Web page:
Grendel's mother not only lives in the fen she is the fen.  Grendels mother is described as "Brooding in the mind". The water in the fen is always moving.  It is described as "sundgebland" (surging waters) which suggest a churning, almost internal motion that can easily be seen as the deep subconscious landscape of the mind.  The fen represents the parts of the mind which are outside of the conscious control, and therefore outside of society and the Church. She is the unknown before and after life, she is the liminal space of the fen

  In order to enter the fen Beowulf and his companions have to go through a tightly constricted passageway similar to a birth canal. This type of entry into an initiatory space would have been familiar to people living in pre-Christian Europe similar to the caves they used as places of worship.  These caves were figured as wombs within the earth by the people who used them. They were certainly areas of transition, as their continued association with shamanism and ecstatic ritual in their wall paintings shows. They were also associated heavily with a pregnant female deity, who symbolized both birth and death; birth, because of the heavily pregnant state and exaggerated breasts and hips of the effigies painted and crafted in various materials throughout Europe; and death because of the practice of burying people within the caves in the foetal position. This, anthropologists ague is the archetypal figure out of which the dualistic goddess myth arose.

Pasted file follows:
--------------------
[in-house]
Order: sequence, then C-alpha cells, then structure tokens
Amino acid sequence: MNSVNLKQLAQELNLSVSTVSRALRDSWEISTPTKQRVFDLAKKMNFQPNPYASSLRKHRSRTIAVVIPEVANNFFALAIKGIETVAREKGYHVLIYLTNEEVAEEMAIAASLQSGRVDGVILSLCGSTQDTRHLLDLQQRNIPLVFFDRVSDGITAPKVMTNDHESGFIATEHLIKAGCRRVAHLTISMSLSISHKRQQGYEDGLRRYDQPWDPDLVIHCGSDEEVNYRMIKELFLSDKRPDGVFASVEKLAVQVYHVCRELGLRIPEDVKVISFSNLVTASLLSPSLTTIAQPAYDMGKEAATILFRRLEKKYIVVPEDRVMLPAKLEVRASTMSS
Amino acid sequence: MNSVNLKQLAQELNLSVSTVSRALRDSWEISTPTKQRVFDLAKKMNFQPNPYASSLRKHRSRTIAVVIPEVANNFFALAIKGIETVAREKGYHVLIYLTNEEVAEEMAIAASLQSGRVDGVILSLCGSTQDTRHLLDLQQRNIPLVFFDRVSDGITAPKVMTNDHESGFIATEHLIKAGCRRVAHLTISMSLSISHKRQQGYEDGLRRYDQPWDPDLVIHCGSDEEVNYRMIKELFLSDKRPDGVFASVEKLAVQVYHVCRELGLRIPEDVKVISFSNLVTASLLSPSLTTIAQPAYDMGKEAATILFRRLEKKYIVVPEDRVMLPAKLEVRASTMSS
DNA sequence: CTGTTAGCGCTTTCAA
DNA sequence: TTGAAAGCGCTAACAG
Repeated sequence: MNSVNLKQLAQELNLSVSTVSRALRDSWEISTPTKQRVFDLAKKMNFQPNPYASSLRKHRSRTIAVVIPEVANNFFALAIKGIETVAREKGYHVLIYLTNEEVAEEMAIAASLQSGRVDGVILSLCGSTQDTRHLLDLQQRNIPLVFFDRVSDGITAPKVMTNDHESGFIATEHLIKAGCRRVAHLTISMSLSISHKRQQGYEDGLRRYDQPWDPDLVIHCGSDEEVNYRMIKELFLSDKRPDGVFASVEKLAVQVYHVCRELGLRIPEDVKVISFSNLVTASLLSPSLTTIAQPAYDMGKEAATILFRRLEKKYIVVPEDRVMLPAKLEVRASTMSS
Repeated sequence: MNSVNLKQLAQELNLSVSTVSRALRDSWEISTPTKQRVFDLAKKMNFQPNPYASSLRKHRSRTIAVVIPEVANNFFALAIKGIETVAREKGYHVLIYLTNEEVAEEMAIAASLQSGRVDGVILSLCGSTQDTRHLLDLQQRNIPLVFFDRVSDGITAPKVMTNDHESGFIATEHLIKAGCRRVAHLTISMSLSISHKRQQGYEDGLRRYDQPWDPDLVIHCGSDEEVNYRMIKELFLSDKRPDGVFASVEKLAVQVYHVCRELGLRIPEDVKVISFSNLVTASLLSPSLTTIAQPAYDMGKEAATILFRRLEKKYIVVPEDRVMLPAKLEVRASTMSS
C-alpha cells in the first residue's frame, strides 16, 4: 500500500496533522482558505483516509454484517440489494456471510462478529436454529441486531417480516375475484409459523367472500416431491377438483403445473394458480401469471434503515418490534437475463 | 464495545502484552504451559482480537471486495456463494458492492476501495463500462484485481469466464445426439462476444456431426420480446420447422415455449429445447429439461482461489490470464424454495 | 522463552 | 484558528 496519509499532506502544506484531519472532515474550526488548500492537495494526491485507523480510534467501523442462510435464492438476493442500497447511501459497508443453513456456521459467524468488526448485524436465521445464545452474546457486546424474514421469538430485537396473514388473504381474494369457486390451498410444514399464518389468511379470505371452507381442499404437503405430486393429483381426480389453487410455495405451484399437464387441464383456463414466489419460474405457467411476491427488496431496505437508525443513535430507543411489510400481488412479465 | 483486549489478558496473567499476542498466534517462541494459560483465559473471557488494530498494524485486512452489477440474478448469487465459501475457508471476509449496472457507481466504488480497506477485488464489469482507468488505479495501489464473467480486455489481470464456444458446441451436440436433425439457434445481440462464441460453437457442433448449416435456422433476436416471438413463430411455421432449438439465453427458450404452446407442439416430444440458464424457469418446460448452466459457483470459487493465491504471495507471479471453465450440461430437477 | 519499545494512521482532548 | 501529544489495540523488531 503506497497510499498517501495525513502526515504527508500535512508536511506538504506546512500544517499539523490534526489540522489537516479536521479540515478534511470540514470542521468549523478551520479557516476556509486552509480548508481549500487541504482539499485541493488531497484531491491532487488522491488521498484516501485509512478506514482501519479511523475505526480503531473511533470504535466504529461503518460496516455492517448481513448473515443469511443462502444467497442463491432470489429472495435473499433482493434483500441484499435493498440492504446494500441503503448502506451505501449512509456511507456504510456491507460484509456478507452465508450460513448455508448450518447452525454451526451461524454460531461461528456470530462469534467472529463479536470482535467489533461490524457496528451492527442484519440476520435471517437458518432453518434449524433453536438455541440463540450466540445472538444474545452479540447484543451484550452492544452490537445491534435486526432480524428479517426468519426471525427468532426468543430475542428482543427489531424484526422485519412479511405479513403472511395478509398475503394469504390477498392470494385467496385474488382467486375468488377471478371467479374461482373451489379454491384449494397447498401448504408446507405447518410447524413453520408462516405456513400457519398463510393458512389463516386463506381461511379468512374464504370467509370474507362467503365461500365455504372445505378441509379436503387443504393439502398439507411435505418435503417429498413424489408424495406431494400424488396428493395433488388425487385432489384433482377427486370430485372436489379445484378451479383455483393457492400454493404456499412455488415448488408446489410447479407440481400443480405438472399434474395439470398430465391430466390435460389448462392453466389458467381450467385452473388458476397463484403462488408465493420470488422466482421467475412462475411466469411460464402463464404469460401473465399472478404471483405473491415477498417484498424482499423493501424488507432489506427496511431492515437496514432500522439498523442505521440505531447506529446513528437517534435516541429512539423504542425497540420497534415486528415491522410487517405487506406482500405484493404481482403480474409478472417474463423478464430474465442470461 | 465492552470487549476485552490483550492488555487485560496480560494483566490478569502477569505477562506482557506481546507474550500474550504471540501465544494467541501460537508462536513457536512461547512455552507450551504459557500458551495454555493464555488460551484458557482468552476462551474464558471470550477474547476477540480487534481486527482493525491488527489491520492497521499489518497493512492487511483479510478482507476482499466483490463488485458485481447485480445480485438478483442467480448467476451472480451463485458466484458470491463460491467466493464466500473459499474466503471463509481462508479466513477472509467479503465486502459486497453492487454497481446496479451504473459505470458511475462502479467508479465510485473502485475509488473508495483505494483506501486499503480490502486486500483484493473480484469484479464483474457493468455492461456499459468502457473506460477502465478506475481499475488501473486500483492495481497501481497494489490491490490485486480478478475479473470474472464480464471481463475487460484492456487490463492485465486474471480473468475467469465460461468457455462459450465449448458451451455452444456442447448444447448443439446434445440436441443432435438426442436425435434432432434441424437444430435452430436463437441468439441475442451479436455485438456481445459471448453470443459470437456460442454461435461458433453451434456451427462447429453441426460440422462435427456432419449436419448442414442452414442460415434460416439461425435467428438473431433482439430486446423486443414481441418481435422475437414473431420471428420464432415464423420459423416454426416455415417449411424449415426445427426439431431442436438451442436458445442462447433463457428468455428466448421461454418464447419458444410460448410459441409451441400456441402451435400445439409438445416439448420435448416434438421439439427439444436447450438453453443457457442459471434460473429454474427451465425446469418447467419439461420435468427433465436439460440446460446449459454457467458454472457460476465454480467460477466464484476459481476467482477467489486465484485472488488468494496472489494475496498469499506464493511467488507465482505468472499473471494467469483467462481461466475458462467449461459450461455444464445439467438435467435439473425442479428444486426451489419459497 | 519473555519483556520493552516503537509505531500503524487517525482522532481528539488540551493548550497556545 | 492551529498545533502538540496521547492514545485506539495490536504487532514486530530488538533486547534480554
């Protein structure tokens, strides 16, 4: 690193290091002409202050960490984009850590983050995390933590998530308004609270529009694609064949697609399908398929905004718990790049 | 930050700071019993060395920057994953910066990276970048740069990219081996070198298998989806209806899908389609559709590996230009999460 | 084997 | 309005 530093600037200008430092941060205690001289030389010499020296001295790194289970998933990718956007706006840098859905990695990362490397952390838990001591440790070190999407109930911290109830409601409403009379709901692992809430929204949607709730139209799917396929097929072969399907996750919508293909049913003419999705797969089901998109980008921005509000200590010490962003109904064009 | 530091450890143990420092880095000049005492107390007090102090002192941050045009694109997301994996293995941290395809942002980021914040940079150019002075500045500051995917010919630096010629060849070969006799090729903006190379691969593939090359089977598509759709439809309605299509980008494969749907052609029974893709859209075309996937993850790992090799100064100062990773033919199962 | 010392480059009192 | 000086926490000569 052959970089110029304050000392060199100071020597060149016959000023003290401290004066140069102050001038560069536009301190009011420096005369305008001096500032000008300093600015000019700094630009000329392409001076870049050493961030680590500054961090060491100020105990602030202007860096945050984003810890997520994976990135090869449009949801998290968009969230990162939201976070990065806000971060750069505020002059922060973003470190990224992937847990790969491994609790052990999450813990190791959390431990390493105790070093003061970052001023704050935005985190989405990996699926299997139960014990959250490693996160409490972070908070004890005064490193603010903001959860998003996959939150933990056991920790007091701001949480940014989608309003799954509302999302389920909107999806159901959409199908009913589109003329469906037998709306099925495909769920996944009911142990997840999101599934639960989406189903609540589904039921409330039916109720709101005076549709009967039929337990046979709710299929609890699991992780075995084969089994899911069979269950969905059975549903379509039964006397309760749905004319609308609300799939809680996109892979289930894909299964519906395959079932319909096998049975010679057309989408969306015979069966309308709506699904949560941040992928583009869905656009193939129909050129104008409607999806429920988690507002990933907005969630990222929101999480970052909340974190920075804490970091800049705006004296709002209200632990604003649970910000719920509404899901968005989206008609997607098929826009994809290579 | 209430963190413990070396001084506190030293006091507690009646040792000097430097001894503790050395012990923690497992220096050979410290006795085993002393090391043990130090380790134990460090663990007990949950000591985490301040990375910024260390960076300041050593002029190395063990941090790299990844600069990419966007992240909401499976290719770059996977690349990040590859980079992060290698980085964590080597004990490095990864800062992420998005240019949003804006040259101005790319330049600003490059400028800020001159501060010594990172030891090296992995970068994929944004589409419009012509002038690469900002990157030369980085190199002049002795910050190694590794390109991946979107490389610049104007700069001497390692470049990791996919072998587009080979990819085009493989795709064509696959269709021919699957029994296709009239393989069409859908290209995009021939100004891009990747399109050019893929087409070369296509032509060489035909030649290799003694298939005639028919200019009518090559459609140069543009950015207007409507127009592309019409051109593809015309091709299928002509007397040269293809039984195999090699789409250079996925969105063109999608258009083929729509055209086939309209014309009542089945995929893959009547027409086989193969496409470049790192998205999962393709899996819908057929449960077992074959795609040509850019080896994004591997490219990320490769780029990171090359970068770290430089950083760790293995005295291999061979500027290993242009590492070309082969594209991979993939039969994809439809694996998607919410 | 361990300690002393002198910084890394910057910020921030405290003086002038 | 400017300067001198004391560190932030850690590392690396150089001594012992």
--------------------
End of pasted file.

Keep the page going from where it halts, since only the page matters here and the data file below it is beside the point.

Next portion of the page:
The fen is the liminal space of this ancient, great goddess.  It was the Lady of the Waters that taught the Druidic Physicians of Maydduai the healing power of plants.  The fens were vilified by the conquering Christians as they strove to suppress the Druidic traditions. The locations of many of the Christian monasteries during the Anglo-Saxon period were situated at the edges of the fens and other watery places so that not only could they be near to the ultimate spiritual transition to heaven but monitor the comings and goings in the ancient sacred places.  After the conquest, stories of demons and malevolent fairies living in the fens began to be told.  No doubt these were goddess worshippers hiding in the fens refusing to be converted.